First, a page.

>Exigius's (and my[Carrier]) Year, 365+(31/128) days, 365/05:48:45.
While Chris Carrier's conclusion still, APPARENTLY, holds:
>So the Exigian or Soviet year is more accurate, even against the vernal
>equinox, than the Gregorian year over a 2800 year run, which we are a
>little past the middle of.
this is only because he has centered his 2800 years on 1600 A.D. instead of the present century, and because he has ignored the Delta-T correction necessary to translate ephemeris days into REAL calendrical Universal days.
If we consult Meeus 1995, where he redoes his tables in the more accurate Dynamical Time of current astronomers, and gives (on page 7) appropriate Delta-T corrections for finding Universal time from the new Dynamical times, we obtain the following results, using Chris' method, for the same 2800 year period, ca. 1600AD, in real calendrical Universal days.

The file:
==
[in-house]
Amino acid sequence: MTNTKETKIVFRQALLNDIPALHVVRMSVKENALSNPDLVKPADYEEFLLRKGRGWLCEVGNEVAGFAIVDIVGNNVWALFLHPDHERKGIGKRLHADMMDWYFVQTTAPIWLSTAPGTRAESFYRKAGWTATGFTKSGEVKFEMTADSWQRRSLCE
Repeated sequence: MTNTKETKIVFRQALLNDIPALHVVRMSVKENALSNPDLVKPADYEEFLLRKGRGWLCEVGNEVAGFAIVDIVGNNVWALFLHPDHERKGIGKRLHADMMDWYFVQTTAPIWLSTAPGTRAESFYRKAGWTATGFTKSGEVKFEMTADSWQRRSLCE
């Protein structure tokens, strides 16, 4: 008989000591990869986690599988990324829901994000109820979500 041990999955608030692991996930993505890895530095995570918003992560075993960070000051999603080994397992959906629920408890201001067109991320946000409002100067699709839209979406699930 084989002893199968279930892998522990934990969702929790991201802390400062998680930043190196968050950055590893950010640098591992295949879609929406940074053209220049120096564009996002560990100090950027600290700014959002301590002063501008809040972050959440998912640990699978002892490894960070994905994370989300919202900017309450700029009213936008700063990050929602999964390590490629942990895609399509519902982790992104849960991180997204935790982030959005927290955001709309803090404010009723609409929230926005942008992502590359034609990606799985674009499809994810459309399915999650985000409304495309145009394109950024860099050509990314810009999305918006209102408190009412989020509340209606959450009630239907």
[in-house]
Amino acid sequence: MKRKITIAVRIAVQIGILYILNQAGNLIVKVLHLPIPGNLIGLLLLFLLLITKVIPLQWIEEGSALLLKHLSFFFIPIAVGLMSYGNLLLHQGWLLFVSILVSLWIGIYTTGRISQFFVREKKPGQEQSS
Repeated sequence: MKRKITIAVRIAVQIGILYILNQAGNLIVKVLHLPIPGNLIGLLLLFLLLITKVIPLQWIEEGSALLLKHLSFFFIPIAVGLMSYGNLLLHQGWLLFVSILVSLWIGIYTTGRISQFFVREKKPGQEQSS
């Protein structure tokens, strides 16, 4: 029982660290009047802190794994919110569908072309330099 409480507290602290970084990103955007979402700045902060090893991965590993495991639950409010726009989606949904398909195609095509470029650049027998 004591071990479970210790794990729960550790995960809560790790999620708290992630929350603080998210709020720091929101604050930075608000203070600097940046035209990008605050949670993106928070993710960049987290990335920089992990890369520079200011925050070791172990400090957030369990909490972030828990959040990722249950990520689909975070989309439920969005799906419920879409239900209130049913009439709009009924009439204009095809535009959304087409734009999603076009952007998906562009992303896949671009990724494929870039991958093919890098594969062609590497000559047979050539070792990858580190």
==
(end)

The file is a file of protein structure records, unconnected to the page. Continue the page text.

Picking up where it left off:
365d 5h 48m 59.2s for the March equinox. [or 365.242352 Universal days]
365d 5h 48m 0.5s for the June solstice. [or 365.241673 Universal days]
365d 5h 48m 41.2s for the September equinox. [ 365.242143 Universal days]
365d 5h 49m 37.5s for the December solstice. [ 365.242795 Universal days]
which demonstrates that even circa 1600 A.D. the V.E. year was 365.2424 days (Dee's year to the nearest ten-thousandth of a day) and that the Gregorian mean year was more accurate than the Exigian mean calendar year, on its own, Nicene, terms!
Furthermore if we compare these four values ca. 1600 AD with those for the 2000 year period, (1000 AD to 3000 AD), ca. 2000 AD, using the same method, we get: